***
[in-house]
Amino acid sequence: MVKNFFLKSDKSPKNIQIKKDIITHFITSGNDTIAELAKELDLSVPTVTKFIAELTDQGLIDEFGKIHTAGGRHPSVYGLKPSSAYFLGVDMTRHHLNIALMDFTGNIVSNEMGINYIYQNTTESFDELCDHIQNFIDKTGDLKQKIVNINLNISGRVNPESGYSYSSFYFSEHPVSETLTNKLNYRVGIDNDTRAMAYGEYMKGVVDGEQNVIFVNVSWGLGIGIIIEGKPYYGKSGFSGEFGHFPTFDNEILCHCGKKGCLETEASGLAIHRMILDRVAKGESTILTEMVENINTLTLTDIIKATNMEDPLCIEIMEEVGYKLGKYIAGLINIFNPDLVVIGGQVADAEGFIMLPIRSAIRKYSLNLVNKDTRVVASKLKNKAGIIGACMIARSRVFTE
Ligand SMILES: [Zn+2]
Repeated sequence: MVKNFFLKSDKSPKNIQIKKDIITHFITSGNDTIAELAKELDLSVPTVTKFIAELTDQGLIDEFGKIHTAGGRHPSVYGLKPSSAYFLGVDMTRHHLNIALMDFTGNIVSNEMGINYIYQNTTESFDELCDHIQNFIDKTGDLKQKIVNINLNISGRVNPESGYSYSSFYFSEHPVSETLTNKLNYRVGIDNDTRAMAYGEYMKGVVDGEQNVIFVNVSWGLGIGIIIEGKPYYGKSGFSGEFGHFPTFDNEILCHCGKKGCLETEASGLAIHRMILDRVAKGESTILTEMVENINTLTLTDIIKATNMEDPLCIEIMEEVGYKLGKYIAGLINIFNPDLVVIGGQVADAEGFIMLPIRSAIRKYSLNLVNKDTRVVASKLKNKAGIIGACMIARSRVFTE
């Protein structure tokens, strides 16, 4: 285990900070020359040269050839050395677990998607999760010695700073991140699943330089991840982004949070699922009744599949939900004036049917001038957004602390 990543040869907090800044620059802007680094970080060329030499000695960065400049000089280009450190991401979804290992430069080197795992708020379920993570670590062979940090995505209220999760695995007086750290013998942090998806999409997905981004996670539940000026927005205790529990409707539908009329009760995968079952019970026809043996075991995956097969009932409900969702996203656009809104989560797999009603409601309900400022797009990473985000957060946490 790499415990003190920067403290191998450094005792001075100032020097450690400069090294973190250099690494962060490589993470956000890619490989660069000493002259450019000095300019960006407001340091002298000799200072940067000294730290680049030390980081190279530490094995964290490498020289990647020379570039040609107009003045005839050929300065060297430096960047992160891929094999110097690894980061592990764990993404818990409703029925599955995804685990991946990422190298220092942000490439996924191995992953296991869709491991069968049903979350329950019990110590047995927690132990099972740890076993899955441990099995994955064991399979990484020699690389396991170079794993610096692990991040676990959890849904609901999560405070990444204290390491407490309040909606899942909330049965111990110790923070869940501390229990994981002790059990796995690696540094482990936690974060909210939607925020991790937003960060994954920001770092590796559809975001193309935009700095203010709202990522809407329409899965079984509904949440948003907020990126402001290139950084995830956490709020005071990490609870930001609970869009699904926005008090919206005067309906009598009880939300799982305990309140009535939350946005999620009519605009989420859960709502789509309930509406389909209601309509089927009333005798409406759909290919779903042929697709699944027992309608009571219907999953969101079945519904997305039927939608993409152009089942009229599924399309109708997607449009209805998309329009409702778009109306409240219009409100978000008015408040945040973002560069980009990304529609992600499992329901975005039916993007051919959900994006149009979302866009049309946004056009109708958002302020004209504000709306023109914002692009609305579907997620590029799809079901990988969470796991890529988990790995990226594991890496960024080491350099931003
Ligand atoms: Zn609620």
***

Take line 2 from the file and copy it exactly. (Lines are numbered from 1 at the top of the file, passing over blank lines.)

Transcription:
Amino acid sequence: MVKNFFLKSDKSPKNIQIKKDIITHFITSGNDTIAELAKELDLSVPTVTKFIAELTDQGLIDEFGKIHTAGGRHPSVYGLKPSSAYFLGVDMTRHHLNIALMDFTGNIVSNEMGINYIYQNTTESFDELCDHIQNFIDKTGDLKQKIVNINLNISGRVNPESGYSYSSFYFSEHPVSETLTNKLNYRVGIDNDTRAMAYGEYMKGVVDGEQNVIFVNVSWGLGIGIIIEGKPYYGKSGFSGEFGHFPTFDNEILCHCGKKGCLETEASGLAIHRMILDRVAKGESTILTEMVENINTLTLTDIIKATNMEDPLCIEIMEEVGYKLGKYIAGLINIFNPDLVVIGGQVADAEGFIMLPIRSAIRKYSLNLVNKDTRVVASKLKNKAGIIGACMIARSRVFTE